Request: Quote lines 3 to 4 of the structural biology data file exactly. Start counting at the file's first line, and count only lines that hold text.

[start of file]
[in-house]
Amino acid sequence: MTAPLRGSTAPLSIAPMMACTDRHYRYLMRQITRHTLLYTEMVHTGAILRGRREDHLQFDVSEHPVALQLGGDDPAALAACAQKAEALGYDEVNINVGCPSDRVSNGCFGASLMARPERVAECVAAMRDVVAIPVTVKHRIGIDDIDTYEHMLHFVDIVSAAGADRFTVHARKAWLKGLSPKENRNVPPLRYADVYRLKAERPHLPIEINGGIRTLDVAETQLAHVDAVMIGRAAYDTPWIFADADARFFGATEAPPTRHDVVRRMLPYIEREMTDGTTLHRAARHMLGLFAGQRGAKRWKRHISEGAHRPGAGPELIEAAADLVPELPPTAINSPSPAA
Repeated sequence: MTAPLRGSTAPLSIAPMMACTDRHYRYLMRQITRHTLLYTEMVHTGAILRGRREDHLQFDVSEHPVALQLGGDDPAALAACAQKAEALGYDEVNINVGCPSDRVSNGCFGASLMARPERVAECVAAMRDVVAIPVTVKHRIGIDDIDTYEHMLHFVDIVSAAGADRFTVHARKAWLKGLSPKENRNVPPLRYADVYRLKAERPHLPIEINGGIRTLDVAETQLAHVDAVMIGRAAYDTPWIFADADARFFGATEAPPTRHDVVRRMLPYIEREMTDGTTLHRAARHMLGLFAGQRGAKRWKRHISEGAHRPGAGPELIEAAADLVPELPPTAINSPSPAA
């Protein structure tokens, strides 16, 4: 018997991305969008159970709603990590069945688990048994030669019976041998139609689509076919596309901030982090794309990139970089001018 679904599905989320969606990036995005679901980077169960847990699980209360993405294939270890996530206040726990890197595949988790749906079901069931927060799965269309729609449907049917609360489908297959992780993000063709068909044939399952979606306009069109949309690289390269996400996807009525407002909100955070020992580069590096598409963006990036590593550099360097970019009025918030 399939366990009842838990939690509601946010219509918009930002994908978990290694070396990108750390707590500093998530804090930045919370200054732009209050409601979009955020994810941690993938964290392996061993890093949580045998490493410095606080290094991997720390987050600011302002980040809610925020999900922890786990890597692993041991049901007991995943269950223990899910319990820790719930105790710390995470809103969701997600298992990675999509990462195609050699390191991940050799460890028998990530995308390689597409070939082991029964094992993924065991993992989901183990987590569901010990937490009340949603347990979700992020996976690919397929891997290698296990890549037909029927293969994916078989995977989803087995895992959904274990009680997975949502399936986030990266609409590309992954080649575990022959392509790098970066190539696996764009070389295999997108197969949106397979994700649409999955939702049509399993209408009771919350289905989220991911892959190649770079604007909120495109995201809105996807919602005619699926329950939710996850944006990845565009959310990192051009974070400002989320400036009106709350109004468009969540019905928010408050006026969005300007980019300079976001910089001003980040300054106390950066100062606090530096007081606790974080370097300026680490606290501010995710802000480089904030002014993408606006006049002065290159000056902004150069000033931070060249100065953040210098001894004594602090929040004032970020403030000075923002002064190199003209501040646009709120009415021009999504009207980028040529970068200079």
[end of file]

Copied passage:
Repeated sequence: MTAPLRGSTAPLSIAPMMACTDRHYRYLMRQITRHTLLYTEMVHTGAILRGRREDHLQFDVSEHPVALQLGGDDPAALAACAQKAEALGYDEVNINVGCPSDRVSNGCFGASLMARPERVAECVAAMRDVVAIPVTVKHRIGIDDIDTYEHMLHFVDIVSAAGADRFTVHARKAWLKGLSPKENRNVPPLRYADVYRLKAERPHLPIEINGGIRTLDVAETQLAHVDAVMIGRAAYDTPWIFADADARFFGATEAPPTRHDVVRRMLPYIEREMTDGTTLHRAARHMLGLFAGQRGAKRWKRHISEGAHRPGAGPELIEAAADLVPELPPTAINSPSPAA
């Protein structure tokens, strides 16, 4: 018997991305969008159970709603990590069945688990048994030669019976041998139609689509076919596309901030982090794309990139970089001018 679904599905989320969606990036995005679901980077169960847990699980209360993405294939270890996530206040726990890197595949988790749906079901069931927060799965269309729609449907049917609360489908297959992780993000063709068909044939399952979606306009069109949309690289390269996400996807009525407002909100955070020992580069590096598409963006990036590593550099360097970019009025918030 399939366990009842838990939690509601946010219509918009930002994908978990290694070396990108750390707590500093998530804090930045919370200054732009209050409601979009955020994810941690993938964290392996061993890093949580045998490493410095606080290094991997720390987050600011302002980040809610925020999900922890786990890597692993041991049901007991995943269950223990899910319990820790719930105790710390995470809103969701997600298992990675999509990462195609050699390191991940050799460890028998990530995308390689597409070939082991029964094992993924065991993992989901183990987590569901010990937490009340949603347990979700992020996976690919397929891997290698296990890549037909029927293969994916078989995977989803087995895992959904274990009680997975949502399936986030990266609409590309992954080649575990022959392509790098970066190539696996764009070389295999997108197969949106397979994700649409999955939702049509399993209408009771919350289905989220991911892959190649770079604007909120495109995201809105996807919602005619699926329950939710996850944006990845565009959310990192051009974070400002989320400036009106709350109004468009969540019905928010408050006026969005300007980019300079976001910089001003980040300054106390950066100062606090530096007081606790974080370097300026680490606290501010995710802000480089904030002014993408606006006049002065290159000056902004150069000033931070060249100065953040210098001894004594602090929040004032970020403030000075923002002064190199003209501040646009709120009415021009999504009207980028040529970068200079």